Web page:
|Title||69 Church Street (Capers-Motte House)|
|Object Type||Property File|
|Scope & Content||
Constructed ca. 1750; altered early-19th century; additional restorations 1971. One of the largest pre-Revolutionary houses in the city, this dwelling has been the home of several notable South Carolinians. Both Richard Capers and Jordan Roche owned the property successively, and one of them was responsible for the mid-18th century construction on the site. Roche's niece, Rebecca Brewton Motte, with her husband, the public treasurer Jacob Motte, leased the house from 1761 until the death of the latter in 1770. The structure is an unusually large form of the pre-Revolutionary double house with 3 full floors, excavated cellar, and spacious garret. In the early-1800s a subsequent owner closed the front door, converted the front rooms to a 19th century double parlor, and added piazzas on the south elevation. Later the surviving outbuildings were renovated in the Gothic Revival style. In 1869 the widow Eliza Middleton Huger Smith (Mrs. William Mason Smith) purchased the property. A daughter of Sen. Daniel Elliott Huger of 34 Meeting Street, Mrs. Smith's plantation house at Smithfield, in St. Bartholomew's Parish south of the city, was burned by Sherman's troops in 1865. Her granddaughter, Alice Ravenel Huger Smith, became Charleston's first chronicler of the city's architecture and is one of the most celebrated artists of the early-20th century Charleston Renaissance. After Miss Smith's death in 1958, 69 Church Street passed out of the Smith family. A subsequent owner removed the piazzas and restored a conjectural central entrance door to the street elevation in 1971.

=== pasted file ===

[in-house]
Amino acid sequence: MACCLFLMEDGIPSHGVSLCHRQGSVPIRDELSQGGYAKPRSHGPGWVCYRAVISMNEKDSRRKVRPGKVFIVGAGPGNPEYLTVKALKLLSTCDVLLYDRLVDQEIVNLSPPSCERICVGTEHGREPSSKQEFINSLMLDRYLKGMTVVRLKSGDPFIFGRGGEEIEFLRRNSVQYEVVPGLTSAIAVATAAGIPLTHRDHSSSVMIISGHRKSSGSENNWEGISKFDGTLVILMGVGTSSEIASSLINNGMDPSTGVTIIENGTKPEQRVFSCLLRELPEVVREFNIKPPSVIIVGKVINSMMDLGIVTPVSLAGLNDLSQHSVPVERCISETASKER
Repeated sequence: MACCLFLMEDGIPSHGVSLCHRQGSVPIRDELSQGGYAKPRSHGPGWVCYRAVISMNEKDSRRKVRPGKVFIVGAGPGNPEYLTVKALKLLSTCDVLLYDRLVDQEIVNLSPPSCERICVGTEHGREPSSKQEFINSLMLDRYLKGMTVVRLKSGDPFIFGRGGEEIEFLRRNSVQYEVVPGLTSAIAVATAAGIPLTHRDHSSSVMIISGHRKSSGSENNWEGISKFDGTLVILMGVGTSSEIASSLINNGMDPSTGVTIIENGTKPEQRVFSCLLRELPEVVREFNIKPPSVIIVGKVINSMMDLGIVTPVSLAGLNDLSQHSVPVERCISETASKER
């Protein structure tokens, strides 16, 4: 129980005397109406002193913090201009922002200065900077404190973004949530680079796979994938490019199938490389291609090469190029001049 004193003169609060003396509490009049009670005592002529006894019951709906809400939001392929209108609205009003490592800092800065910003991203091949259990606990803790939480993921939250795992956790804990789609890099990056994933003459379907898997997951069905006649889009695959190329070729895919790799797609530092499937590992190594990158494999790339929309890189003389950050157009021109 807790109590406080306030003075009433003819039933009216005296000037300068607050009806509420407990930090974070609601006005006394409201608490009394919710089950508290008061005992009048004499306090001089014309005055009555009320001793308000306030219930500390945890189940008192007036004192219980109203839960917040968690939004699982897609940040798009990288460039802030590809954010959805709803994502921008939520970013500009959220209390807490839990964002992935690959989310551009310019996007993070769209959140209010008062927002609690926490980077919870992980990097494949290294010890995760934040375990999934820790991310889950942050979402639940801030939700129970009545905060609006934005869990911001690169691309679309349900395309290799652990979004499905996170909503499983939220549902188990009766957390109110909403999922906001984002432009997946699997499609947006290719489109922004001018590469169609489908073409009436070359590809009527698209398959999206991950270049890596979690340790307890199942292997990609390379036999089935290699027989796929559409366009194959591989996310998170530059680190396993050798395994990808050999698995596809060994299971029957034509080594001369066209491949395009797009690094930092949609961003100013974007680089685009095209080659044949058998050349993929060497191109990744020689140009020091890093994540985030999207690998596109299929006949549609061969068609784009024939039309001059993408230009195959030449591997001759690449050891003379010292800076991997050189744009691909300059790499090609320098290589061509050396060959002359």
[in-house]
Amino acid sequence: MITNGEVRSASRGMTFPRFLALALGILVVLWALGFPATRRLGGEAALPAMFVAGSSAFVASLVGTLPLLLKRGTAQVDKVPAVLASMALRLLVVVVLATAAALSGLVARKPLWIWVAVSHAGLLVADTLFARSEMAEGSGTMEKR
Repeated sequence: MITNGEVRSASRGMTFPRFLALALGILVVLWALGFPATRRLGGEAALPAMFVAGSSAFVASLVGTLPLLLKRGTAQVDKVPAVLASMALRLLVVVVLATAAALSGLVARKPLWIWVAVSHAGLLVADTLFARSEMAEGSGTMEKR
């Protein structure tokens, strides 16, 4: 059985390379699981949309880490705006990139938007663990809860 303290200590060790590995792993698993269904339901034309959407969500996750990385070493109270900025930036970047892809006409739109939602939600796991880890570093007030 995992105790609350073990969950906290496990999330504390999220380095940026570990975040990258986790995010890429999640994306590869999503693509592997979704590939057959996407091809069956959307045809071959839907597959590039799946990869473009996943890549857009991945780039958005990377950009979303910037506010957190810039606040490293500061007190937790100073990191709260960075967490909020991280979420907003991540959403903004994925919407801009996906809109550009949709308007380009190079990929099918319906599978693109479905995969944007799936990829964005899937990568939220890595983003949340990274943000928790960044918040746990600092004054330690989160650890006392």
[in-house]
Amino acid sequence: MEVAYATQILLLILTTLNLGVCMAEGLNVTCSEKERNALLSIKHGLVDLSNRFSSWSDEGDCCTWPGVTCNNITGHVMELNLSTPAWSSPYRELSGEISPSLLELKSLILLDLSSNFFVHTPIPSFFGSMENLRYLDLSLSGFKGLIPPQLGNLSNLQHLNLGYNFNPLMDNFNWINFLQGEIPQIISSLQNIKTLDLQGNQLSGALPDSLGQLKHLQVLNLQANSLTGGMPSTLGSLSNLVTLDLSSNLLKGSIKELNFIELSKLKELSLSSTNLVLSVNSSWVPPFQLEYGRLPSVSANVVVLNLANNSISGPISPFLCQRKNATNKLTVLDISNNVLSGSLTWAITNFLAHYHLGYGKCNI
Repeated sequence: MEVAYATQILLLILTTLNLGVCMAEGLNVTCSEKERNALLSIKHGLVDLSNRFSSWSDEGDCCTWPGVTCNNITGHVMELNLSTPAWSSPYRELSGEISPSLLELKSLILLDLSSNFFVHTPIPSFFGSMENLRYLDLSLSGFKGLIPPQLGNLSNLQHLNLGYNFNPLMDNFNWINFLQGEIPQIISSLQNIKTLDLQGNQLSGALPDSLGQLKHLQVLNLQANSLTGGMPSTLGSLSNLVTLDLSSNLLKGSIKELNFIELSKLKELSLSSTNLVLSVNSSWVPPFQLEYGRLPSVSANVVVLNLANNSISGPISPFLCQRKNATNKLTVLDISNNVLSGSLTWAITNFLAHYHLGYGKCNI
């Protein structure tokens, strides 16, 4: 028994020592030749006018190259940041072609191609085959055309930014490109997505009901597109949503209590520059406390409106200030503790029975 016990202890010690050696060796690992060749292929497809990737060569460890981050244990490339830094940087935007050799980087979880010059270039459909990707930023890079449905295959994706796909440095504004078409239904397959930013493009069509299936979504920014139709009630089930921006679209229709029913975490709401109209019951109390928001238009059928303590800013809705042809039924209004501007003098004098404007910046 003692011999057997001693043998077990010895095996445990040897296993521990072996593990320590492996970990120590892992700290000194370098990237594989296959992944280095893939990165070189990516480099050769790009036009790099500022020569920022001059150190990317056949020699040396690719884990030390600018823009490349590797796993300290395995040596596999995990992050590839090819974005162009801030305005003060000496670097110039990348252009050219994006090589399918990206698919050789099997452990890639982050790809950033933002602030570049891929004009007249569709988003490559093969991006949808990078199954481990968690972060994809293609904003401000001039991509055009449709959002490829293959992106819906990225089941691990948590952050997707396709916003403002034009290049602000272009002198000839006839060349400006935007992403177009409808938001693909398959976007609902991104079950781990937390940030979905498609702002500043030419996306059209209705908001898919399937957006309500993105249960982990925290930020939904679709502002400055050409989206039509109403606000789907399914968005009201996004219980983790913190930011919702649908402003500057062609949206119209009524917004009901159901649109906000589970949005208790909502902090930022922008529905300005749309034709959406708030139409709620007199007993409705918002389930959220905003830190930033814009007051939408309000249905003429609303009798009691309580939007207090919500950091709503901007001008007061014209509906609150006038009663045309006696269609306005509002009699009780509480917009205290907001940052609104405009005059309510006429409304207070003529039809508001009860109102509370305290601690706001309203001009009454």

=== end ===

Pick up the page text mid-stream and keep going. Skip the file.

Files contain documentation of the easement on the property including related correspondence and Confirmation of Understanding (unsigned); Part I certification (National Register) (cover page); annual inspection reports, requests for alterations, and correspondence related to the management of the property; BAR application (8/2000); FOHG house history (various dates) including description of the garden; other narrative histories (extensive); newspaper articles (including DYKYC); house history from Information for Guides of Historic Charleston; historical/chain-of-title research information; Sanborn maps; household inventory (ca. 1776-1784); relevant pages from books Dwelling Houses of Charleston, Alice Ravenel Huger Smith of Charleston, and Charleston Gardens; copies of HABS photos
See Easement Documentation Photo Files for easement donation photographs (Exh. B to Deed of Conservation Easement) and Covenant/Easement Inspection Photo Files for inspection photography.
|Subjects||Historic buildings--South Carolina--Charleston|
1 Gift Folder
1 Management Folder
1 History/Miscellaneous Folder
|Related Records||Show Related Records...|
|Object ID #||CHURCH.069.1|